General Electric representative, Mariana Jacobsz also adds, “General Electric has been involved with the Sparrow Foundation School now, we are always willing to help where we can. It is great to see the difference that is happening in the school, I have also really grown to care for the school and the children.”
Once fully completed, the Natural Science and Technology Centre will be equipped with multimedia teaching equipment that enables the teaching of lessons using content of any format. This may include online content, audio, video or digitally displayed lesson content. Screens and displays will also be located in the classroom to enable teaching from multiple positions while also ensuring that learners can access the information no matter where they are in the class.
It is an exciting time for a child when they start learning to read, and this excitement needs to be nurtured at home. In school reading is involved in all subject areas, helping your child to read with fluency and comprehension is a vital skill that your child will need to cope well in the higher grades. Our Remedial Therapist, Samantha Bolton shares some tips to do at home:
1) Expose children to books and the wonder of stories from as young as possible.
2) Read daily with your child, reading should not only be confined to set school books they bring home but reading should also be for pleasure, reading can be a special bonding time between parents and their children.
3) Go to the library, this is a wonderful free activity and many libraries offer storytime and holiday programs.
4) Have books with you all the time, useful for keeping the little ones busy during while waiting for appointments, shopping, eating a restaurant, and for those long drives.
5) Let your child read books to you at their level but also read books to them that are a bit more advanced so they can enjoy listening and using their imagination.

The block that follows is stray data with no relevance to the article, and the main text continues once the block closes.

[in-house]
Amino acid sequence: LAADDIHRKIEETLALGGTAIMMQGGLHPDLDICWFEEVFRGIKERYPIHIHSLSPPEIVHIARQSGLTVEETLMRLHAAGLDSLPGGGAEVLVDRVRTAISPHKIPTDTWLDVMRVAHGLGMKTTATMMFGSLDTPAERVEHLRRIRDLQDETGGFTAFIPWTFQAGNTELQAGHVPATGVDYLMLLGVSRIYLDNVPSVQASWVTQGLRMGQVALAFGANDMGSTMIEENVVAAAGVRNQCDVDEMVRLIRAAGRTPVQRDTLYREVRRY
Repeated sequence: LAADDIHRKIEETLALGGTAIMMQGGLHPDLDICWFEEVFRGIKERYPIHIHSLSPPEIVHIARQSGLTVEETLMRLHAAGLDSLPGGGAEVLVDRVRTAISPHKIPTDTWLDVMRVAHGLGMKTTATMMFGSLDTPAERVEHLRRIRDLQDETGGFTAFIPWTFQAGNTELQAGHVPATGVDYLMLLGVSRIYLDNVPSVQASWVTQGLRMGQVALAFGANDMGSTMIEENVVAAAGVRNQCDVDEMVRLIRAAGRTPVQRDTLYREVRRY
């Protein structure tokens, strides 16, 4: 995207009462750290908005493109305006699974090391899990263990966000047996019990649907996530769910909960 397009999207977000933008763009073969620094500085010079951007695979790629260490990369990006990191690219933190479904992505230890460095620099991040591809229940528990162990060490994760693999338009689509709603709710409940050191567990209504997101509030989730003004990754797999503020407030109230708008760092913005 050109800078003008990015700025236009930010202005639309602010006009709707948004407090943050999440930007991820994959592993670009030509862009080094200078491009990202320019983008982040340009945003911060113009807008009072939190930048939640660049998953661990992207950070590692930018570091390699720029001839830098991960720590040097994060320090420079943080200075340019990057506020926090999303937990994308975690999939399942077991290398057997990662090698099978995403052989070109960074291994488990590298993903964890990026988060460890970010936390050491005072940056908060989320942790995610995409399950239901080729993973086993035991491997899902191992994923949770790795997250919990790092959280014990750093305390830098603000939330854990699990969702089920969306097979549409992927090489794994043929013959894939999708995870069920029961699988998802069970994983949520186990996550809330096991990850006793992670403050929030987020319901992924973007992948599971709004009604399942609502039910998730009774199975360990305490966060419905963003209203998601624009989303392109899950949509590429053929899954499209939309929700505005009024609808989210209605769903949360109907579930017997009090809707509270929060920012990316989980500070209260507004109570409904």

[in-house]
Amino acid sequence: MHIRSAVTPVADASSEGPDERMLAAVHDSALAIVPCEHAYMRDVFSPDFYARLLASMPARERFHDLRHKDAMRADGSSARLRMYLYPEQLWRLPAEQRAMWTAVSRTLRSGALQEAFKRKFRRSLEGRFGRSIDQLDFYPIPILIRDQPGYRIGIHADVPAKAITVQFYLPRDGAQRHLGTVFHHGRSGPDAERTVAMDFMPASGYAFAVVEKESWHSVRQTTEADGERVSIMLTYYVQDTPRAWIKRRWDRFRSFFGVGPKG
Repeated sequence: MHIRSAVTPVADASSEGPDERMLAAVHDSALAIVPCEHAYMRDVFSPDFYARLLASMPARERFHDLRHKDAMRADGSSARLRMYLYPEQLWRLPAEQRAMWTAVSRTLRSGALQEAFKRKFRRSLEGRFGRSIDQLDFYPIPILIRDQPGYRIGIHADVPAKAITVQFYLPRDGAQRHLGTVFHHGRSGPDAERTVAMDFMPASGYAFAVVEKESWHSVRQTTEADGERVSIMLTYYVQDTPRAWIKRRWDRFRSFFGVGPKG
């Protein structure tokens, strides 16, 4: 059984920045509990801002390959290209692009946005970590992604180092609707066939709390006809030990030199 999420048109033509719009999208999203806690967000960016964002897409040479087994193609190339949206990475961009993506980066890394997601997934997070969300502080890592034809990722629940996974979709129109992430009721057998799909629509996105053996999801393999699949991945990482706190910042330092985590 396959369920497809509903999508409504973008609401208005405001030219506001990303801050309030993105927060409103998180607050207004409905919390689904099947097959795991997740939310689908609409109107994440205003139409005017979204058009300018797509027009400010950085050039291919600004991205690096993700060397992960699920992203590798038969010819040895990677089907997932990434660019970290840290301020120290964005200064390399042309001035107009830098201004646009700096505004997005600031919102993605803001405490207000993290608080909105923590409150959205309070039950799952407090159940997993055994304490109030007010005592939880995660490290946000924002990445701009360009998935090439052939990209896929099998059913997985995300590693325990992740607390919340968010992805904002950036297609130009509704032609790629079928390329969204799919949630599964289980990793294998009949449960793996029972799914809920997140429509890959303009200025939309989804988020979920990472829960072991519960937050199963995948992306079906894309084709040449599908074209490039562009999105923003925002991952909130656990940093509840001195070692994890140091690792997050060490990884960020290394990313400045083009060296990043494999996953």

6) For older readers encourage them to get hooked on a book series so that they keep reading more.
7) Talk to your children about what they are reading, ask them questions, and at the end get them to summarise the book in a few sentences in their own words.
Staying true to Sparrow’s vision, we have ensured that we equip young people with the capability to earn a livelihood through training in scarce skills. As stressed by the FET College’s Operations Manager, Melanie Malema in the organisation’s 2014 annual report, the College has “developed a programme that as opposed to mere training for the sake of training, promises to address skills shortages that characterise local industry.”
On 6 May 2016, the Sparrow FET College hosted its second graduation ceremony to award students from the 2014 groups across the different programs offered by the College. The graduates who were awarded included groups from the Automotive Repair & Maintenance, Fluid Power Hose Assemblies, Assistant Chef, Welding Application & Practice, Furniture Making and Installation of Floor Coverings.
In attendance were various industry partners and SETA’s who have collaborated with the College to ensure that the vision of equipping young people with skills is realized. These included representatives from Spar, Mercedes-Benz, Merseta, New Tank Designs, FP & M, Everwood, and FITA. The ceremony was also well attended by the pupils with support from friends and family.
“On behalf of the College, we would like to thank the parents for entrusting your children to us. Thank you to the facilitators for their dedication, thank you to the SETA’s for their help with registrations. We also thank our industry partners for continuing to accommodate our learners,” said the Sparrow FET college’s Client Liaison, Mary Webber.